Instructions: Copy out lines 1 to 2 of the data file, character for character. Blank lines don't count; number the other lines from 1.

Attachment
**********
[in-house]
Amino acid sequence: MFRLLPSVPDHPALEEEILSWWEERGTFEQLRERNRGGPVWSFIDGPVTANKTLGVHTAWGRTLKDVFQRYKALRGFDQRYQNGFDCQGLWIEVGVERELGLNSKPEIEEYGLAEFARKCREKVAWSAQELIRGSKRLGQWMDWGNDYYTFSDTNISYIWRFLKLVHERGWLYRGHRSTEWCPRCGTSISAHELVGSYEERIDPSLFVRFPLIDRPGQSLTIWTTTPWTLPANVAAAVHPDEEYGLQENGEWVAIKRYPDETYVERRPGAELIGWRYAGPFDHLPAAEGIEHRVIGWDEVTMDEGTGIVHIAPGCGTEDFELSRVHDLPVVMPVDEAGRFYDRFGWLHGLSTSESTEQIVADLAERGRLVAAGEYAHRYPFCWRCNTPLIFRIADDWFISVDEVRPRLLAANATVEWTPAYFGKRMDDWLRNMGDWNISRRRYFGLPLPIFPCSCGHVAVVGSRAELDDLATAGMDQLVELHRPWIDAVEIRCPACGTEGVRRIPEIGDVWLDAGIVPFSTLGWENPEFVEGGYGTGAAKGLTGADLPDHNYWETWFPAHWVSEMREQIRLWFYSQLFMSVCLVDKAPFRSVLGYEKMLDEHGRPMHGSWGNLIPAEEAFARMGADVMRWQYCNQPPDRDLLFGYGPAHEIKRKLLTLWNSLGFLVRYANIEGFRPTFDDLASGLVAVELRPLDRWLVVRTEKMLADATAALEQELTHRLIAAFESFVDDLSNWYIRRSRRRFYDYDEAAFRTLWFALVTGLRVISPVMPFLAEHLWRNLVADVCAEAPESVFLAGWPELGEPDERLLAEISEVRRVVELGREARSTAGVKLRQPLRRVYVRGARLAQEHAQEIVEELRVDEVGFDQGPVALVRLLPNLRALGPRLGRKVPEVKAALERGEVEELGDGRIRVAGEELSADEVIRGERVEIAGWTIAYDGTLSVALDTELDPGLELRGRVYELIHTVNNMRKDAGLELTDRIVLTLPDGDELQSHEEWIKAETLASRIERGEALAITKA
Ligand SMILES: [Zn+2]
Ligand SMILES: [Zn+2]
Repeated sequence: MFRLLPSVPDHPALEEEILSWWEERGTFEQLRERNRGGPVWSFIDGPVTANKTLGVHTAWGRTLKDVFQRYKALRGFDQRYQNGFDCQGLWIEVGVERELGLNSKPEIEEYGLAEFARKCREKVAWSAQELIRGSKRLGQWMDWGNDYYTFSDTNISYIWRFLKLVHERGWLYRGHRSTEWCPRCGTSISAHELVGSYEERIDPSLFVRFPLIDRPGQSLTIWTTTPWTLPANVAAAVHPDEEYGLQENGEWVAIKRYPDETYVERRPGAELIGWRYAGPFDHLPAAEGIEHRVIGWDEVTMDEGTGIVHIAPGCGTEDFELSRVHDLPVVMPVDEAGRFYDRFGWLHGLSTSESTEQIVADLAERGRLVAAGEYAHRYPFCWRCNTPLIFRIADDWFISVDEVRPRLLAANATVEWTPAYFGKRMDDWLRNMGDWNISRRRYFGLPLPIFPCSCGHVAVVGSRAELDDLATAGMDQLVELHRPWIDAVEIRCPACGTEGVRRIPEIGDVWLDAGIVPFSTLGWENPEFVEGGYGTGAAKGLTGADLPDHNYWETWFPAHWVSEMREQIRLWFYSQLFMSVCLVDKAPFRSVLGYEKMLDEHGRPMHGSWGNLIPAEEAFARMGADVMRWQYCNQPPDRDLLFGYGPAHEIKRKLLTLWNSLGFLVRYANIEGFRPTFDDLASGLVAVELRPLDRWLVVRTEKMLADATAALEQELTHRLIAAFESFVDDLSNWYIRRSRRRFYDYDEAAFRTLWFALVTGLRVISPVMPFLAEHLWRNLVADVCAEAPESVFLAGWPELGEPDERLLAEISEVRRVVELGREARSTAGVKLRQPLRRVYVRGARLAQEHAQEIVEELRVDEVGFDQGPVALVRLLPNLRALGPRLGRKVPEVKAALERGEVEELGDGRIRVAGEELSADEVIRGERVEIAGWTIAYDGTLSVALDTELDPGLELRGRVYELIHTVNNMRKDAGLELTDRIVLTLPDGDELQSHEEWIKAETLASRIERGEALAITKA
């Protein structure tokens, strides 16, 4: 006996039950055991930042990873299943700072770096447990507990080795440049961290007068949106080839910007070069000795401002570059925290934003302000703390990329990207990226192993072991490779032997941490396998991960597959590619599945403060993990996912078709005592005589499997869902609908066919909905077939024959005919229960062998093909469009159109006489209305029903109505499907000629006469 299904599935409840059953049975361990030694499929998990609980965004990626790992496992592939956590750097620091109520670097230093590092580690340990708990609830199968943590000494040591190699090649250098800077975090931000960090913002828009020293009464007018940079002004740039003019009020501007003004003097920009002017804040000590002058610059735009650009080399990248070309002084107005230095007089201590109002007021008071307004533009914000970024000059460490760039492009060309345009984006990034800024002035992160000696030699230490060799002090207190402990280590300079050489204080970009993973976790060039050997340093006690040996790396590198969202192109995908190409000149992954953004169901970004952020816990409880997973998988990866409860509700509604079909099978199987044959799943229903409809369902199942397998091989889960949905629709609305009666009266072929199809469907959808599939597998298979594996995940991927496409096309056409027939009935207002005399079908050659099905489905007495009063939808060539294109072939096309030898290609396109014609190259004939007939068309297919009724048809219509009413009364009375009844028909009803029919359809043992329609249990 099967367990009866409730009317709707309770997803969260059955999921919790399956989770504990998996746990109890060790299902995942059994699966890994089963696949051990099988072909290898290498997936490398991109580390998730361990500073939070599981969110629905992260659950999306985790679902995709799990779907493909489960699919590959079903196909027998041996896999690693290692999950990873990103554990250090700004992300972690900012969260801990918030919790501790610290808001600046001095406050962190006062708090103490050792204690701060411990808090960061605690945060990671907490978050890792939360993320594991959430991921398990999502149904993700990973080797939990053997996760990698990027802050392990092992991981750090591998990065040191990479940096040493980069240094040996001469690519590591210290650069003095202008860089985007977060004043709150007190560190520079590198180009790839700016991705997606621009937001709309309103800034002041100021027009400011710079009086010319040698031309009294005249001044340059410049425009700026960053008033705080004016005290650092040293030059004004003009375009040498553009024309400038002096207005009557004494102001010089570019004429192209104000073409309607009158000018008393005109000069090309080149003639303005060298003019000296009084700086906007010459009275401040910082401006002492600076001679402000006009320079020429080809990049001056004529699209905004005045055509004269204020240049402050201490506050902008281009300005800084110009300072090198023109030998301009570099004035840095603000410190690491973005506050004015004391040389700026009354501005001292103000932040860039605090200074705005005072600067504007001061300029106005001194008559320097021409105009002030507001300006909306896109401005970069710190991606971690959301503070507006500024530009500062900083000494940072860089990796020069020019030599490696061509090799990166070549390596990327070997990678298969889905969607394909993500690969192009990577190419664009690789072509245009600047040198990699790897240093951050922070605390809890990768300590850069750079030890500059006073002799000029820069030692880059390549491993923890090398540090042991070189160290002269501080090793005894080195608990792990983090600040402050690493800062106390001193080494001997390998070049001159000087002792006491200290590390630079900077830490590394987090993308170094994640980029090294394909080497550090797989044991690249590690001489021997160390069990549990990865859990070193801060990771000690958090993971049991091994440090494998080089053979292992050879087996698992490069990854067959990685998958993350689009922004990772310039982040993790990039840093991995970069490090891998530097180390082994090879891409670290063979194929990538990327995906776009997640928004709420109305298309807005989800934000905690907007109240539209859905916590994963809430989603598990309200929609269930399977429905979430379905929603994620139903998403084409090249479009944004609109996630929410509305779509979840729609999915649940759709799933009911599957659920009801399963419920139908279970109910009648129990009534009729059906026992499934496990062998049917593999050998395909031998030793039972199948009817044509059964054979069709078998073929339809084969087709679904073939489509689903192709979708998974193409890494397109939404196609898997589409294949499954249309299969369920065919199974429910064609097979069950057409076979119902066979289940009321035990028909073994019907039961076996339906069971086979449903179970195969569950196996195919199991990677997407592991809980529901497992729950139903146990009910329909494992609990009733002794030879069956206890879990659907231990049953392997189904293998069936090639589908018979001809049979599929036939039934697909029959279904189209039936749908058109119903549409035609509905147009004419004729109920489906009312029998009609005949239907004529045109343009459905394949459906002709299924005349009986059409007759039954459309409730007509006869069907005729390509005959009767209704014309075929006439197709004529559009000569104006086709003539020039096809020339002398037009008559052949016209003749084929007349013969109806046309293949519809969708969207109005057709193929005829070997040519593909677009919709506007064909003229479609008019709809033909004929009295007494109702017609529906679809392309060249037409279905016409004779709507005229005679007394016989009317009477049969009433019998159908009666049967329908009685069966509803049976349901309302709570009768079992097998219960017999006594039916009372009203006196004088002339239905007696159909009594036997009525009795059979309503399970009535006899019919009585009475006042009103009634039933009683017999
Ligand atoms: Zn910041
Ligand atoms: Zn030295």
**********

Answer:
[in-house]
Amino acid sequence: MFRLLPSVPDHPALEEEILSWWEERGTFEQLRERNRGGPVWSFIDGPVTANKTLGVHTAWGRTLKDVFQRYKALRGFDQRYQNGFDCQGLWIEVGVERELGLNSKPEIEEYGLAEFARKCREKVAWSAQELIRGSKRLGQWMDWGNDYYTFSDTNISYIWRFLKLVHERGWLYRGHRSTEWCPRCGTSISAHELVGSYEERIDPSLFVRFPLIDRPGQSLTIWTTTPWTLPANVAAAVHPDEEYGLQENGEWVAIKRYPDETYVERRPGAELIGWRYAGPFDHLPAAEGIEHRVIGWDEVTMDEGTGIVHIAPGCGTEDFELSRVHDLPVVMPVDEAGRFYDRFGWLHGLSTSESTEQIVADLAERGRLVAAGEYAHRYPFCWRCNTPLIFRIADDWFISVDEVRPRLLAANATVEWTPAYFGKRMDDWLRNMGDWNISRRRYFGLPLPIFPCSCGHVAVVGSRAELDDLATAGMDQLVELHRPWIDAVEIRCPACGTEGVRRIPEIGDVWLDAGIVPFSTLGWENPEFVEGGYGTGAAKGLTGADLPDHNYWETWFPAHWVSEMREQIRLWFYSQLFMSVCLVDKAPFRSVLGYEKMLDEHGRPMHGSWGNLIPAEEAFARMGADVMRWQYCNQPPDRDLLFGYGPAHEIKRKLLTLWNSLGFLVRYANIEGFRPTFDDLASGLVAVELRPLDRWLVVRTEKMLADATAALEQELTHRLIAAFESFVDDLSNWYIRRSRRRFYDYDEAAFRTLWFALVTGLRVISPVMPFLAEHLWRNLVADVCAEAPESVFLAGWPELGEPDERLLAEISEVRRVVELGREARSTAGVKLRQPLRRVYVRGARLAQEHAQEIVEELRVDEVGFDQGPVALVRLLPNLRALGPRLGRKVPEVKAALERGEVEELGDGRIRVAGEELSADEVIRGERVEIAGWTIAYDGTLSVALDTELDPGLELRGRVYELIHTVNNMRKDAGLELTDRIVLTLPDGDELQSHEEWIKAETLASRIERGEALAITKA